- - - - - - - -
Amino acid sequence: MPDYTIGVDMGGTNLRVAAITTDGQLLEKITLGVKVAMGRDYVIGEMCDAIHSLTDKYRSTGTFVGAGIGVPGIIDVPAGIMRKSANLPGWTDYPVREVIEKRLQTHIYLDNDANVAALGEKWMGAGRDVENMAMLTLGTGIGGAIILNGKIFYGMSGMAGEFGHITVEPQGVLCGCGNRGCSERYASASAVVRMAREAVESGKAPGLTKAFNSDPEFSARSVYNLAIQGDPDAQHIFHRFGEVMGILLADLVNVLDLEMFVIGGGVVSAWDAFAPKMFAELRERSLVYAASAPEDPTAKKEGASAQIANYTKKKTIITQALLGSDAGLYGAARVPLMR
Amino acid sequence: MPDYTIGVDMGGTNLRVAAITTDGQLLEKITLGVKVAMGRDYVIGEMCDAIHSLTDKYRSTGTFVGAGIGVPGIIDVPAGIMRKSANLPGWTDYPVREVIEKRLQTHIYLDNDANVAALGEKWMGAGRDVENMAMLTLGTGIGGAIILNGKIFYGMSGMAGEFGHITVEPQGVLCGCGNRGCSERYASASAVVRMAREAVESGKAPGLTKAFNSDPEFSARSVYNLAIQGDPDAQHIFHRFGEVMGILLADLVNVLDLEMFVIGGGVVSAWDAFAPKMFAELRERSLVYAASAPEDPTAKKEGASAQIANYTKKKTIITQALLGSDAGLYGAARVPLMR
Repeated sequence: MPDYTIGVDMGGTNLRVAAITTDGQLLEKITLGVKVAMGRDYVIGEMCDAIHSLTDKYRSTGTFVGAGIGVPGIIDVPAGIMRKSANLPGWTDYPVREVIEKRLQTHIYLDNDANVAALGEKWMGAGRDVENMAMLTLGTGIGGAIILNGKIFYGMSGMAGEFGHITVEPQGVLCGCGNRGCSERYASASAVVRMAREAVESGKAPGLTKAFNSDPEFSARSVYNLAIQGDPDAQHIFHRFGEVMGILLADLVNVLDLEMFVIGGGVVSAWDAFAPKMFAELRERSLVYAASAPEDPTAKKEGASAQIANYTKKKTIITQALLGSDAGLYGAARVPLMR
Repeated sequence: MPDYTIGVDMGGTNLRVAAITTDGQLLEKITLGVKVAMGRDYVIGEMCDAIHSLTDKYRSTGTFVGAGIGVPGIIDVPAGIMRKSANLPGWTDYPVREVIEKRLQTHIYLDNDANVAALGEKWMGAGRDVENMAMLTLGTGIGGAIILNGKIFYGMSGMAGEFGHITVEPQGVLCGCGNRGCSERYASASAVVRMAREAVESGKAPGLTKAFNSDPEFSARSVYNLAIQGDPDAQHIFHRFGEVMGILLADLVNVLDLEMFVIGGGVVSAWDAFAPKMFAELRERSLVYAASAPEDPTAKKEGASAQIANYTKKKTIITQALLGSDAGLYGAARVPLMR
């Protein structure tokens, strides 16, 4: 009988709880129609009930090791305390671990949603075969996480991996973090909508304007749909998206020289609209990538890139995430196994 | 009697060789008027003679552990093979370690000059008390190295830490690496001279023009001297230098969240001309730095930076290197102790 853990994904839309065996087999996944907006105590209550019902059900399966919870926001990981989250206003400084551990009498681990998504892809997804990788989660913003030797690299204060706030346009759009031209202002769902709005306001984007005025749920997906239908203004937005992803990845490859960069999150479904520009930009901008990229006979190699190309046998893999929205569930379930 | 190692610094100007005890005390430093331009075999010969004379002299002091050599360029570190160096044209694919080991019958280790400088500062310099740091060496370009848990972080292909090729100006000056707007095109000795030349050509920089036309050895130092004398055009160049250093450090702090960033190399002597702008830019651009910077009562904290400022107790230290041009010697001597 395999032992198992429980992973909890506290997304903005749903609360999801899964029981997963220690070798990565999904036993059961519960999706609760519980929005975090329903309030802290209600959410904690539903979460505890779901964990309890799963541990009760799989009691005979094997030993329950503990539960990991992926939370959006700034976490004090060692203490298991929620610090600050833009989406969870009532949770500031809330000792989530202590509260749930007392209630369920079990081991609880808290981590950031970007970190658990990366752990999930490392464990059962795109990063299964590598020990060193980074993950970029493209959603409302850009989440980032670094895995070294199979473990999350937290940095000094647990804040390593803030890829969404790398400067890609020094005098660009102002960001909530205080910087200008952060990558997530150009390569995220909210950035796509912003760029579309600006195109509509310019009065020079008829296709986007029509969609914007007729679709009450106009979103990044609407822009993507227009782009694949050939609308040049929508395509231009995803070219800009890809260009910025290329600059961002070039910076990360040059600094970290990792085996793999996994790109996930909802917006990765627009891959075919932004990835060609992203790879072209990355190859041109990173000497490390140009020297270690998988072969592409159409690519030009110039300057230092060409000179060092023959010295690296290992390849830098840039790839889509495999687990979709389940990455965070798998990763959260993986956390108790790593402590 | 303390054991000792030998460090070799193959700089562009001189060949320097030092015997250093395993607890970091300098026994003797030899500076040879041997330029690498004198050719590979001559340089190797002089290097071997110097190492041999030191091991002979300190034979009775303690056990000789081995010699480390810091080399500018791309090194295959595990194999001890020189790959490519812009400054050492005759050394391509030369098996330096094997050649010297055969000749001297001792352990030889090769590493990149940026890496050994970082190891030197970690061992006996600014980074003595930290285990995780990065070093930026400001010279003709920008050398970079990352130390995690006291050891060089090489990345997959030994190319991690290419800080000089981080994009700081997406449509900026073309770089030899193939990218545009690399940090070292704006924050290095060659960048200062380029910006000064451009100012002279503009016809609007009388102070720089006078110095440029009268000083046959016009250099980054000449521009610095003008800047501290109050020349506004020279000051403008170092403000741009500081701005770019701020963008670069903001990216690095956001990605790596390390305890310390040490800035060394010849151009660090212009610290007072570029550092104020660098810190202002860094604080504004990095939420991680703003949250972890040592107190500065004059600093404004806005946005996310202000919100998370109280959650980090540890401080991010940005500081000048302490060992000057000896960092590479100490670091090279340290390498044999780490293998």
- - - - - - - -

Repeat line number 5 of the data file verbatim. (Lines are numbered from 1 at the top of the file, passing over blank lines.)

């Protein structure tokens, strides 16, 4: 009988709880129609009930090791305390671990949603075969996480991996973090909508304007749909998206020289609209990538890139995430196994 | 009697060789008027003679552990093979370690000059008390190295830490690496001279023009001297230098969240001309730095930076290197102790 853990994904839309065996087999996944907006105590209550019902059900399966919870926001990981989250206003400084551990009498681990998504892809997804990788989660913003030797690299204060706030346009759009031209202002769902709005306001984007005025749920997906239908203004937005992803990845490859960069999150479904520009930009901008990229006979190699190309046998893999929205569930379930 | 190692610094100007005890005390430093331009075999010969004379002299002091050599360029570190160096044209694919080991019958280790400088500062310099740091060496370009848990972080292909090729100006000056707007095109000795030349050509920089036309050895130092004398055009160049250093450090702090960033190399002597702008830019651009910077009562904290400022107790230290041009010697001597 395999032992198992429980992973909890506290997304903005749903609360999801899964029981997963220690070798990565999904036993059961519960999706609760519980929005975090329903309030802290209600959410904690539903979460505890779901964990309890799963541990009760799989009691005979094997030993329950503990539960990991992926939370959006700034976490004090060692203490298991929620610090600050833009989406969870009532949770500031809330000792989530202590509260749930007392209630369920079990081991609880808290981590950031970007970190658990990366752990999930490392464990059962795109990063299964590598020990060193980074993950970029493209959603409302850009989440980032670094895995070294199979473990999350937290940095000094647990804040390593803030890829969404790398400067890609020094005098660009102002960001909530205080910087200008952060990558997530150009390569995220909210950035796509912003760029579309600006195109509509310019009065020079008829296709986007029509969609914007007729679709009450106009979103990044609407822009993507227009782009694949050939609308040049929508395509231009995803070219800009890809260009910025290329600059961002070039910076990360040059600094970290990792085996793999996994790109996930909802917006990765627009891959075919932004990835060609992203790879072209990355190859041109990173000497490390140009020297270690998988072969592409159409690519030009110039300057230092060409000179060092023959010295690296290992390849830098840039790839889509495999687990979709389940990455965070798998990763959260993986956390108790790593402590 | 303390054991000792030998460090070799193959700089562009001189060949320097030092015997250093395993607890970091300098026994003797030899500076040879041997330029690498004198050719590979001559340089190797002089290097071997110097190492041999030191091991002979300190034979009775303690056990000789081995010699480390810091080399500018791309090194295959595990194999001890020189790959490519812009400054050492005759050394391509030369098996330096094997050649010297055969000749001297001792352990030889090769590493990149940026890496050994970082190891030197970690061992006996600014980074003595930290285990995780990065070093930026400001010279003709920008050398970079990352130390995690006291050891060089090489990345997959030994190319991690290419800080000089981080994009700081997406449509900026073309770089030899193939990218545009690399940090070292704006924050290095060659960048200062380029910006000064451009100012002279503009016809609007009388102070720089006078110095440029009268000083046959016009250099980054000449521009610095003008800047501290109050020349506004020279000051403008170092403000741009500081701005770019701020963008670069903001990216690095956001990605790596390390305890310390040490800035060394010849151009660090212009610290007072570029550092104020660098810190202002860094604080504004990095939420991680703003949250972890040592107190500065004059600093404004806005946005996310202000919100998370109280959650980090540890401080991010940005500081000048302490060992000057000896960092590479100490670091090279340290390498044999780490293998």